The contents of these bowels, however, are not up for debate. It’s the same old death ‘n roll Entombed was popping veins over trying to squish out of their posterior well before the suffix made itself known. The simple and predictable, standard-fare compositions run through base swedeath-tremolo riffs, alternating with groovier chugs aiming to compel through their straightforward catchiness, though many of the riffs lack such quality of memorability that would render them “catchy” in any sense of the word.
Even though the weight would seem to lie heavier on the side of death than “n roll” this time around (which, to be fair, it mostly has since the Great Splittening of 2014) it’s the grooves and overt structural simplicity that continue to separate Entombed A.D’s body of work from the early, glory days of Left Hand Path and Clandestine.
Nevertheless, Bowels of Earth is off to a decent start: opener “Torment Remains,” in its blissfully sub-three minute length, pits burly HM/swedeath tremolo riffs with chunkier rhythm guitars in a move that oddly seems to almost subdue the leads in the mix, but ends up sounding good. Petrov focuses on the gravelly bark he’s best known for, and the slowed down mid-section before the solo serves this simple, sweet and short rager well. Though likely the finest song Entombed A.D has produced, its lack of memorability that would ensure longevity also highlights the band’s issues with songwriting—nothing sticks. The follow-up “Elimination” is a serviceable, similar song with some neat, melodic leads before the solo that prove an album highlight, but are ultimately far too brief to make a difference on a larger scale.
Death ‘n roll as an influence is scarcer on the record than on its predecessors, lurking on many of the songs, but barely ever dominating. “Hell Is My Home” is one of the two exceptions and a fun (if forgettable) romp designed to be taken in intoxicated at some festival grounds, a feeling that the rest of the album does not seek to avoid entirely either.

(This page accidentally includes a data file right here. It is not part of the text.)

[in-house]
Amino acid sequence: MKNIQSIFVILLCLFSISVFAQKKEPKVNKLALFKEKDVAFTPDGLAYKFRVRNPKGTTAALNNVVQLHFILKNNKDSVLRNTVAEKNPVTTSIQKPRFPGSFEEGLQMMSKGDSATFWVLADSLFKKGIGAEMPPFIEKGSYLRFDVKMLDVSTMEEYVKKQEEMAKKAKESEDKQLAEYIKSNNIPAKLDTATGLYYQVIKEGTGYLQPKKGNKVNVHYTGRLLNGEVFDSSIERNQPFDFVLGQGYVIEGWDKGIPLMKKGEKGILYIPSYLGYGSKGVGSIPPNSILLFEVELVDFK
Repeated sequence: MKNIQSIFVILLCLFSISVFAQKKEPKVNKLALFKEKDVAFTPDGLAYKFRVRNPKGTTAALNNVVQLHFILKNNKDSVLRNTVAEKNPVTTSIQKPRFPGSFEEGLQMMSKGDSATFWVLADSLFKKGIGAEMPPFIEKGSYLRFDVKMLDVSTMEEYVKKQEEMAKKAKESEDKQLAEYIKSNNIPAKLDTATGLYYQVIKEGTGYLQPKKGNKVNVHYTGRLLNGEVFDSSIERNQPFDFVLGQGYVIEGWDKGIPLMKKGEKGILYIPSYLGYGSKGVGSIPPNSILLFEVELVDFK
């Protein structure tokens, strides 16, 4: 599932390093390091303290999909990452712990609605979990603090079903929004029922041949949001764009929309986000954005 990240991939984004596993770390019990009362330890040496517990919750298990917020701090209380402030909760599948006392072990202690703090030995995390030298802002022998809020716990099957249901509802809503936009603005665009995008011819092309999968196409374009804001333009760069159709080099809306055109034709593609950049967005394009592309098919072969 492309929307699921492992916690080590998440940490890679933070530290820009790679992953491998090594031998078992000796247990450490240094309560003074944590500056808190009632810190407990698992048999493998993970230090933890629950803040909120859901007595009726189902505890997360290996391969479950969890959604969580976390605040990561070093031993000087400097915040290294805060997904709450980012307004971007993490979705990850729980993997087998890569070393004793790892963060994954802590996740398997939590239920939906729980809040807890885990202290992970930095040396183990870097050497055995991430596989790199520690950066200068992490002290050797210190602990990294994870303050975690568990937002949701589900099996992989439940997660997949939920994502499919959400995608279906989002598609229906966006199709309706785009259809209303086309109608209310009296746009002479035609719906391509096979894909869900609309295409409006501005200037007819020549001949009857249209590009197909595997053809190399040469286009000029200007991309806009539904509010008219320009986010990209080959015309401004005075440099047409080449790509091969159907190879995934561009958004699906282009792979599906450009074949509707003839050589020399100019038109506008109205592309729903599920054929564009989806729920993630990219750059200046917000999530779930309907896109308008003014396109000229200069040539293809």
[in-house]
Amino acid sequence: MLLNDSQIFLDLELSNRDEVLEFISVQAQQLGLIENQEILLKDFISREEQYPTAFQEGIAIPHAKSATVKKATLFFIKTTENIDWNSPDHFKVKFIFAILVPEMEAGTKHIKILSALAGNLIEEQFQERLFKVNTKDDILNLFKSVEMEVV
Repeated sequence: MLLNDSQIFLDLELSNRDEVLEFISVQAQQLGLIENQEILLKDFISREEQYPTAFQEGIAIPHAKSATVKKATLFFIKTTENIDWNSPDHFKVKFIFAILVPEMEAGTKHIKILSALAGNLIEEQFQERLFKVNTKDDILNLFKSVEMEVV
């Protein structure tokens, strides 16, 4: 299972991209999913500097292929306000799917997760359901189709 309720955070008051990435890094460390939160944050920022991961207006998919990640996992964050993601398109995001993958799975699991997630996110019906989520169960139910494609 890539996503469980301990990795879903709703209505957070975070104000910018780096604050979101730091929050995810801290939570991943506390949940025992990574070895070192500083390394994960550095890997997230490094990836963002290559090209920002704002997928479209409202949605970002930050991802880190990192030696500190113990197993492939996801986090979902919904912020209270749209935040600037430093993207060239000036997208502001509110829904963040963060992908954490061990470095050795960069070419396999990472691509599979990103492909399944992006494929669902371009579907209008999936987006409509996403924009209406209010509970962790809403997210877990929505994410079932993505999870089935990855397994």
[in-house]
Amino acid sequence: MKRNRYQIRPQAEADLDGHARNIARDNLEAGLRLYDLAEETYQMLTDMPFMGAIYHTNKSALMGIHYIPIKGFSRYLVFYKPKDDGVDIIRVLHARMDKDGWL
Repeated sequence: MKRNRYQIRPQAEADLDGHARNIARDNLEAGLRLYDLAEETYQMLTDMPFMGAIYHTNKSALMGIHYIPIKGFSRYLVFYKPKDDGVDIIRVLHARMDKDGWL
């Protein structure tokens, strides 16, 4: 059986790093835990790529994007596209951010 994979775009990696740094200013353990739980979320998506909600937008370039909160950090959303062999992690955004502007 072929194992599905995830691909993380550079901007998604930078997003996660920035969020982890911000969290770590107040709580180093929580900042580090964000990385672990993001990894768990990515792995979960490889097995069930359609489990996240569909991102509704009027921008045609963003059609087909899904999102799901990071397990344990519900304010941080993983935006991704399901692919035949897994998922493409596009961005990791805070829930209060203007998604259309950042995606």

The cycle begins anew as the title track offers another almost memorable cache of melody before a solo, and “Bourbon Nightmare” dwells back into the d’nr influences with significantly diminished results. By this time, the album has settled into a toneless groove of dullness that the aforementioned “Fit For A King” is unable to break from, despite its relative goodness. The rest of the record glides by never truly stooping into outright badness, but without leaving much of a mark, right until its closer “To Eternal Night,” a lengthy track that would have served Bowels of Earth much better at the halfway point.
Somewhere amidst its songs lies a cover of Hank Williams’ “I’ll Never Get Out of This World Alive,” but so far I haven’t been able to keep my thoughts from wandering so that I would locate it. Though the arrangement should be commended—it very much sounds like a part of Entombed A.D’s repertoire, and not like a trite note-for-note retelling that sticks out like a sore thumb—it just does what 99% of “good” covers do.
Entombed A.D has never been more consistent than they are on Bowels of Earth, and much of it is among their best material. Unfortunately that isn’t saying much, and even if the songs on their own manage to avoid dullness, already in small doses it begins to settle in. A decent, and at best fun, but ultimately forgettable romp through mildly d’nr infested swedeath waters.
2.5/5 Flaming Toilets ov Hell